Today my publisher called and told me that the book is doing well. This is good. They’re happy, so I’m happy.
I’m watching Toy Story with my son right now, and for the first time ever he is sitting through it – and is happy doing so. He’s happy, so I’m happy.
But until this afternoon, I hadn’t written all that much since I returned from San Francisco. That made me less than happy. Far less than happy.
It wasn’t that I absolutely had to write. I had some stuff ready to go, and was planning a lot more stuff beyond that. That said, planning isn’t writing. There is nothing wrong with planning – unless you are planning to avoid working the plan itself.
And that’s what I was doing.
Luckily, I found a way out – and it’s a way I often use to get out.
I got out by taking a look at the view in front of me. Everything on my desk sigfinifies something, and my looking at the view I was able to connect with not so much “what” to write, but “why I write in the first place.
When I look at the view, here’s what I see (but don’t necessarily look at) every single time:
- A bobblehead of The Vision: That visual reminds me of my vision statement, which helps me connect with the deeper reasoning of why I do what I do.
- A Beat Resistance plaque: This is from the limited edition book Do The Work by Steven Pressfield that I got via Seth Godin’s Domino Project. It forces me to acknowledge the Resistance and to push past it – no matter how long it takes and how difficult that may be.
- A Green Lantern paperweight, costume ring, and HeroClix figure: These visual touchstones help me tap into the will I need to break free of my funk and start making things happen.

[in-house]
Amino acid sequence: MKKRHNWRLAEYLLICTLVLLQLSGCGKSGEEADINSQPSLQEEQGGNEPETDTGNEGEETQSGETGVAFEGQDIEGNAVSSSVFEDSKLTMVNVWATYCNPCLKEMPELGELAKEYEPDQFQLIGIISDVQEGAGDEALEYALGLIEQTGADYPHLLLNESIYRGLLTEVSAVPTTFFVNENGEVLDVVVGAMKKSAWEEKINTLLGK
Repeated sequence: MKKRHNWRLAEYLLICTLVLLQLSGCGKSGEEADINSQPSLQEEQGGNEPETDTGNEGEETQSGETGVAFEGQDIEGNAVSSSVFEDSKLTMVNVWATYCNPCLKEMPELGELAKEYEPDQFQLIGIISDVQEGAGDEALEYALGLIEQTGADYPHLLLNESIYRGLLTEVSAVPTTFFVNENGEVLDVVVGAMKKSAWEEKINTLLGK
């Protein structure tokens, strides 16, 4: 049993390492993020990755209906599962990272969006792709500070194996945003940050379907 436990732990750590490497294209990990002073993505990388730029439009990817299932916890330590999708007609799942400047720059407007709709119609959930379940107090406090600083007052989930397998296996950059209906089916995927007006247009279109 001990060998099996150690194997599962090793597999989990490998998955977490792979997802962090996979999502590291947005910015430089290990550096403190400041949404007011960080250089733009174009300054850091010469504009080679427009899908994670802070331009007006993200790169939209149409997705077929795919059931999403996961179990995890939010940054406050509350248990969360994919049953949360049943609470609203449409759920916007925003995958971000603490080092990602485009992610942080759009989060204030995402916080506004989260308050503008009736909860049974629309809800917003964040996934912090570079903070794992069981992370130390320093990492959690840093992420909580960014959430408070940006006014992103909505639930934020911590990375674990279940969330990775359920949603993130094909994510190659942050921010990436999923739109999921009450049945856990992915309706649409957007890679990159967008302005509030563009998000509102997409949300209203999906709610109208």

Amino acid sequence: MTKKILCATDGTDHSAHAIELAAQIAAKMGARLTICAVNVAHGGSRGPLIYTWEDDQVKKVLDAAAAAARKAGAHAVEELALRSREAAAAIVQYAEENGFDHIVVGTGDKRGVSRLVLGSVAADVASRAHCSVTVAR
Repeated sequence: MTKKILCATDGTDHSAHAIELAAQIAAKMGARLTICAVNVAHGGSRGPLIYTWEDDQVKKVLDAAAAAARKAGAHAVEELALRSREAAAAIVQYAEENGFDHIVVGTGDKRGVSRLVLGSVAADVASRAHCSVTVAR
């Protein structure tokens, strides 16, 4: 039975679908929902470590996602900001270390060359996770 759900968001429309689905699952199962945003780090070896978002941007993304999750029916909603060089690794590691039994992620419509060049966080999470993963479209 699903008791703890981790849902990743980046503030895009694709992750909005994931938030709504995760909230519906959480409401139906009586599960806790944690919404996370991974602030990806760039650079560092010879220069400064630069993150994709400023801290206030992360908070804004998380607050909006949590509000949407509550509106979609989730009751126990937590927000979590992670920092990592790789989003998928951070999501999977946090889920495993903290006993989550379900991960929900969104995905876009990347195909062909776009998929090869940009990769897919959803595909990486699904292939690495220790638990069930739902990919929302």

- A custom Green Lantern ring made by my daughter: My daughter made me a GL ring out of paper that I use not only to help me tap into willpower, but to remind me of one the reasons why I do what I do: to show my kids that you can be whatever you want to be and make a living while doing so.
- A modified “PRIORITIES” Successories framed print: I took the stock photo out of it and placed one of my children in its place. The saying says, “A hundred years from now it will not matter what my bank account was, the sort of house I lived in, or the kind of car I drove…but the world may be different because I was important in the life of a child.” That visual keeps me grounded and reminds me that I need to make things happen not just for me, but for my wife and kids.
All of these things are on my desk in plain view. But beyond those things is a mirror that is embedded into the desk itself, which gives me a look at the thing that ties it all together…me.
Everything comes back to me, and all of those visual reminders bring me back to that. I spend some time surveying the view and that helps me get back into the “write” mindset.
Sometimes the view is all you need to see where you want to be – and why you want to be there.